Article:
Idah, Aganebode - Divided By River Niger, United By Commerce and Benin kingdom origin
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Written by Abdul-Rahman Abubakar (Last update August 2, 2022) 

Despite natural and political barriers that appear to hinder co-habitation between the Igala speaking people of Idah in Kogi State and their Weppa-Wanno cousins on the other side of the River Niger in Edo State, both sides forge ahead with age-long peaceful co-existence.

Although Idah is in the North-Central part of the country, few minutes rowing on a canoe is all it takes to arrive in Aganebode, a community in Edo State, South-South of the country. The two kingdoms are separated by the River Niger. They are further separated by politics, which is easy to understand. After all, they owe their allegiance to two separate state governments. Yet, there is a great collaboration between the inhabitants in various facets of life.

By rickety motorized and paddled canoes without safety precautions, thousands of inhabitants from the two towns voyage across the river on daily basis to transact business or visit relations living on either side of the Niger. On daily basis, market women, traders, children and adults are exposed to great risks as they cross the river without protection: no life jackets for passengers in overloaded boats, and in most cases, humans, animals as well as goods get stuck in a single boat.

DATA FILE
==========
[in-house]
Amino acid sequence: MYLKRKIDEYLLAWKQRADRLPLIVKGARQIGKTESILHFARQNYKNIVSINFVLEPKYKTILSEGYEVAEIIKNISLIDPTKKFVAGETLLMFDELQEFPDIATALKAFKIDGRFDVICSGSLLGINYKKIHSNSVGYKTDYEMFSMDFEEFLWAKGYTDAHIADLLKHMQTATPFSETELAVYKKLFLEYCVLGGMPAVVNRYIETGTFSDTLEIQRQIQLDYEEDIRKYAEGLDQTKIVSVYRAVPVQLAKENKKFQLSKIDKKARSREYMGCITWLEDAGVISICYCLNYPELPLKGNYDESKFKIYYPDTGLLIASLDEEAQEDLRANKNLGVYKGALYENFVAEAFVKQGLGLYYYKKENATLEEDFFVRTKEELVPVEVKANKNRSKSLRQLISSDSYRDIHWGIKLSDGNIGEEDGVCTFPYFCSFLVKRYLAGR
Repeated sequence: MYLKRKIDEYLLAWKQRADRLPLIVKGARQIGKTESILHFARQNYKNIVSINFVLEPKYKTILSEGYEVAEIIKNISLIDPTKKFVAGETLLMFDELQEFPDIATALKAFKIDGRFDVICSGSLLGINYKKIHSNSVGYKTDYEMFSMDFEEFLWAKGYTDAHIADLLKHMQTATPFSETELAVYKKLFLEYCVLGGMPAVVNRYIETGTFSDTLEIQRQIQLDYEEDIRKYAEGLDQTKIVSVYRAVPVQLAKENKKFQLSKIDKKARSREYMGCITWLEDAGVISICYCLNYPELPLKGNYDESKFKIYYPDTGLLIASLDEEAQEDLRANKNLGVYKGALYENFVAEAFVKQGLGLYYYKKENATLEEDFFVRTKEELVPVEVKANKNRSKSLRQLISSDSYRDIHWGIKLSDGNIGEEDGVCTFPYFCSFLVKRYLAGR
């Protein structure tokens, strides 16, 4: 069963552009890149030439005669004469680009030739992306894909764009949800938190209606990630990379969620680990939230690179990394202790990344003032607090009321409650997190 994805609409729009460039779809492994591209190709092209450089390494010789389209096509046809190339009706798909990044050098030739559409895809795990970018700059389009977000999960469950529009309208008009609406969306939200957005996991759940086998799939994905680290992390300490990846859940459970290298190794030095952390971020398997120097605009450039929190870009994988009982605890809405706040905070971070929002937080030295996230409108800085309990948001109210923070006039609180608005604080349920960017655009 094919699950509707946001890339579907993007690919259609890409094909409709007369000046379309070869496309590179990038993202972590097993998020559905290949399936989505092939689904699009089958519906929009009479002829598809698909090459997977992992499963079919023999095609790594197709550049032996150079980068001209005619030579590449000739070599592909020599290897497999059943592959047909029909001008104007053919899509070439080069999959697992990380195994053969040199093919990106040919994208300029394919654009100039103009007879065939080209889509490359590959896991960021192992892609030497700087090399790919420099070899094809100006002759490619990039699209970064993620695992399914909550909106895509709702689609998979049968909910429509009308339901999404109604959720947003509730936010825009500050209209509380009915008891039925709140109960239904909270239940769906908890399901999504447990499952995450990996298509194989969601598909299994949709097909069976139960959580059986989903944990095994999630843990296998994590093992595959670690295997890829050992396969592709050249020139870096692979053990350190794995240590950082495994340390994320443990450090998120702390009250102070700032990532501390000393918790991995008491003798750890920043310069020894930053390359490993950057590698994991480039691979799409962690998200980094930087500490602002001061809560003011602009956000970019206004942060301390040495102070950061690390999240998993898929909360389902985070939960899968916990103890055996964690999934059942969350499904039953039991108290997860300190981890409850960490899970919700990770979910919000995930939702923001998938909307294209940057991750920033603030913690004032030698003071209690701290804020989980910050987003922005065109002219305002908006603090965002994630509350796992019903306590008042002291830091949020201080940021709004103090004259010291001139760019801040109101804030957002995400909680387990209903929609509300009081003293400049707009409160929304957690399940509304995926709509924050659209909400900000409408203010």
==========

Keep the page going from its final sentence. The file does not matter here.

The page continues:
Indications are that governments of Edo and Kogi states on one hand and those of Idah and Aganebode local government areas on the other hand have failed to provide safe ferries to convey humans and goods across the river. Interaction between the people of Idah and Aganebode is driven mainly by apparent resilience of the ordinary people who readily risk their lives to mingle among people as they live their daily life.

Inhabitants of both towns trace their origin to the Benin Kingdom. According to the Iyase (Prime Chief) of Weppa-Wanno Kingdom, High Chief A.O Ethuakhor, the Igala people that reside in Idah are likely to have moved from Benin across the river long before the settlers at Aganebode arrived at the southern bank of the Niger.

He said: "The origination from Benin is very clear. We migrated from Benin and it is the barrier of the Niger that stopped the movement. It is possible that the Igala people crossed earlier. Aganegbode moved here in the fifteenth century and the people of Idah could have moved earlier. It is because of the barrier that our people settled here and that is how the name itself evolved. A-gane-gbode means Settle down her; we are not passing beyond.

This account was partly corroborated by the Achadu Igala (Second to Attah of Igala), Alhaji Yusuf Ameadaji, who said there are still some Edo-speaking people now indigenous to Idah.

From either of the two banks, the other town is visible. And maybe to sustain the buoyant commercial activities and trade between them, there are two important markets located on either of the shores. In Idah, the historic Ega Market, located close to the river bank, welcomes traders and goods transported from Aganebode across the river, while the Bode Market is the first point of contact on arrival from the Idah side.